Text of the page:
Under Rajan’s stewardship, the RBI has announced a host of measures that have fuelled distressed asset sale business. Early last year, the central bank allowed the banks to sell even the loans where the principal or interest was overdue by 60 days rather than 90 days, earlier. In essence, it allowed banks to start selling assets early if they felt the loan was non-redeemable. Other factors are also responsible. ARCS are betting heavily on the proposed new bankruptcy law which will give them a greater leeway (including sale of whole or part of the company and change of management or promoter) to revive the distressed assets. Four, in general, the industry believes that the Indian economy has seen through the worst of the slowdown and things can only look up from here. And, those who have the cash are happy to buy distressed assets since they come at a significant discount to an identical greenfield project.(NPAs) in the banking system had hit an alarming 4.2 per cent and 2.2 per cent, respectively, by September 2013 when Rajan came in, against an average of 2.6 per cent and 1.2 per cent, respectively, between 2009 and 2013.

For over 10 years, it was only ARCIL, backed by SBI and ICICI, which was active in buying loans from its sponsor banks. But a majority of new ARCS have been set up after 2008/09. Among the newest, Edelweiss ARC which was
set up in 2009, has worked up a portfolio of over 120,000 crore. At the second spot is ARCIL with a portfolio o: 111,000 crore. The top five ARCS make for nearly 90 per cent of the accounts under management. Essentially, that means the ARC takes over the asset, or company, and tries to revive it by managing it better, instead of trying to re­cover money by selling off parts of it. Not everybody is chasing assets under management (AUMs) though. “We look at it as an investment business. We are not in the AUY game,” grins Eshwar Karra, CEO of Phoenix ARC, Kotak Group, formed in 2004. Karra deals with only sub-1100- crore loans, with a focus on turning around the companies and sold quickly instead of volumes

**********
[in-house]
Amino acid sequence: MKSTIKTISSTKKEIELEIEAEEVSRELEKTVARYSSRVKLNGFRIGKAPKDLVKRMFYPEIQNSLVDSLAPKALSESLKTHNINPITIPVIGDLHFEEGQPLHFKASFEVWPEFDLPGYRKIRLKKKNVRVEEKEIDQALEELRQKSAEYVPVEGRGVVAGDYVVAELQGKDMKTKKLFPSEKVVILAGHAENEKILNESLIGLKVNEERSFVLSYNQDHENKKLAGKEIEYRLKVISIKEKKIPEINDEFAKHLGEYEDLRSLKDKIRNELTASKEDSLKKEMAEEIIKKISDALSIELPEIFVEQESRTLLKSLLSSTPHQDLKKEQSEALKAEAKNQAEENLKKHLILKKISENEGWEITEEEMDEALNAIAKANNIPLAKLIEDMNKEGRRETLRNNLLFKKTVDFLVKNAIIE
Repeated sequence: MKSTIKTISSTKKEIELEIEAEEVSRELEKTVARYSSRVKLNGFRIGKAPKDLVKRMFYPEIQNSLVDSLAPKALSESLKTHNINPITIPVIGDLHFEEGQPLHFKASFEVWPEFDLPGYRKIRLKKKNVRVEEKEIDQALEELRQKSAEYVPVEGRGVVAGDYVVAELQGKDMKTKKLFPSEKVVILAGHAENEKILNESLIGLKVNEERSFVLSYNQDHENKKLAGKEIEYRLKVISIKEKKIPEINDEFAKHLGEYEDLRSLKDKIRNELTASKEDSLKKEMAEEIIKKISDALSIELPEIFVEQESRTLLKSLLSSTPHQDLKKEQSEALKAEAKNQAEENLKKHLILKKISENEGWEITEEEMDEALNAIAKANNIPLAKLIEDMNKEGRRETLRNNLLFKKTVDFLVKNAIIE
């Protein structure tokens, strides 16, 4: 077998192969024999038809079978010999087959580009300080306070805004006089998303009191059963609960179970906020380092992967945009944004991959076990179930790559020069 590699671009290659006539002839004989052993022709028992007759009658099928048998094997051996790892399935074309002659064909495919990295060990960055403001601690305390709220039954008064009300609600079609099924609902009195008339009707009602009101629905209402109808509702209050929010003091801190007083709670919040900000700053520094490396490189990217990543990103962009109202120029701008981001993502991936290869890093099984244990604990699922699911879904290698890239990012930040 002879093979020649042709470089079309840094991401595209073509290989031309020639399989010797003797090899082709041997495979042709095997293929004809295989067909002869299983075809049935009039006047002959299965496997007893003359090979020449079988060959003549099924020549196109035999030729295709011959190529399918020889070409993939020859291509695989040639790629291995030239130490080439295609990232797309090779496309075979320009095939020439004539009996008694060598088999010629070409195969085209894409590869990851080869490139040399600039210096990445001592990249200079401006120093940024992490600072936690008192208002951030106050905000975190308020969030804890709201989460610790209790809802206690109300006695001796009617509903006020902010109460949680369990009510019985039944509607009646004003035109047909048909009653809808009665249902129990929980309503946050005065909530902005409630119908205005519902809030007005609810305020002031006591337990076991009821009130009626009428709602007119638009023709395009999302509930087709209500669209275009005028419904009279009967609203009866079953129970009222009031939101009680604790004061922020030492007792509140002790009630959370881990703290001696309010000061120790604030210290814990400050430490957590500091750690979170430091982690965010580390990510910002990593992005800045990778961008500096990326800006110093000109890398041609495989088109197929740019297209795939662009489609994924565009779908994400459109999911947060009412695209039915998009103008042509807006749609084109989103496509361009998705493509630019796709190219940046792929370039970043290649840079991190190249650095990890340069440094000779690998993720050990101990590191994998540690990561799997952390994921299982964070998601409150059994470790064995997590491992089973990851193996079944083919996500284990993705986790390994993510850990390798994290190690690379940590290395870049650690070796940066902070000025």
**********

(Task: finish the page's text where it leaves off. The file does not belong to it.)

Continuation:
The big reason why ARCS remain enthusiastic is because sale of bad loans will only intensify. Banks, after all, are sitting on a pile of bad debts. Of the 170 lakh crore that the banking system has given in advances, nearly 17.7 lakh crore is believed to be classified as ‘stressed assets that have defaulted on their payments. Of this, 13.1 lakh crore is already defined as gross NPAs on which there has been a default. A lot of that is likely to be made available tc ARCS for sale. So, while the banks are being pushed by the regulator to clean up their books, ARCS see an opportunity of making big bucks like their counterpart asset manage­

60 BUSINESS TODAY August 2 2015

goverment companies (AMCs) and hedge funds in the US.

Globally, the distressed assets market began to emerge in the late 80s and early 90s in the US. In fact, most of the modem day private equity firms – KKR, WL Ross and JC Flower – owe their existence to early successes in the dis­tressed assets business. By now, the US is also a major market for the ancillary industry around distressed assets, including trade in bonds of distressed companies and turnaround funds which buy completely broke companies, take over their managements, turn them around and then sell them. In Asia, the distress industry grew post the East Asian currency crisis in the late 90s. Early distress inves­tors, such as Clearwater, Cerberus Capital, GE and Loan Star Funds, have made significant gains from such junk assets. Over the years, hedge funds have become rich and powerful enough to intervene in sovereign debt as Argentina is beginning to discover in the bitter dispute between two New York hedge funds Gramercy Funds Management LLC and Elliott Management Corp. In fact, Elliott even impounded an Argentine Navy vessel for non­payment, while the Argentine President Cristina Fernandez de Kirchner has vowed never to negotiate with the fund calling it “vultures”.


A Hard Job

Despite the enthusiasm around distressed assets, it is not a job for the faint hearted.

ARCs are a breed born out of the Securitisation and Reconstruction of Financial Assets and Enforcement of Security Interest (SARFAESI) Act of 2002. The objective, says former finance minister Yashwant Sinha, “was to enable the banks to ac­quire the securities which had been pledged and sell them without the interference of the courts”. Sinha adds: “We did away under this Act with the jurisdic­tion of civil courts and gave a huge power to the banks to deal with the issue of NPAs.”

Not everything has panned out exactly as planned. Several legal and regulatory hurdles have meant that ARCs were unable to exercise the land of freedom to turn around these bad assets. “We have such a decrepit system for enforcing securities. In theory, it should be easier to enforce a pledge to sell a com­pany and kick the management out, but most company managements will not go easily, and buyers don’t want to get into this trouble. He will buy only if you are giving it to him 100 per cent in an uncontentious manner,” says Harsh Pais, Partner, Trilegal, a Delhi-based law firm.

Take the case of Bharati Shipyard. A year after Edelweiss ARC bought Bharati Shipyard’s ^4,570 crore loan from 12 of its 23 bankers, there awaited a surprise. As many as nine winding up petitions appeared out of the blue in the Bombay High Court thwarting the attempts of Edelweiss to turn around the cash-strapped ship building firm. Surprisingly, insurance giant Life Insurance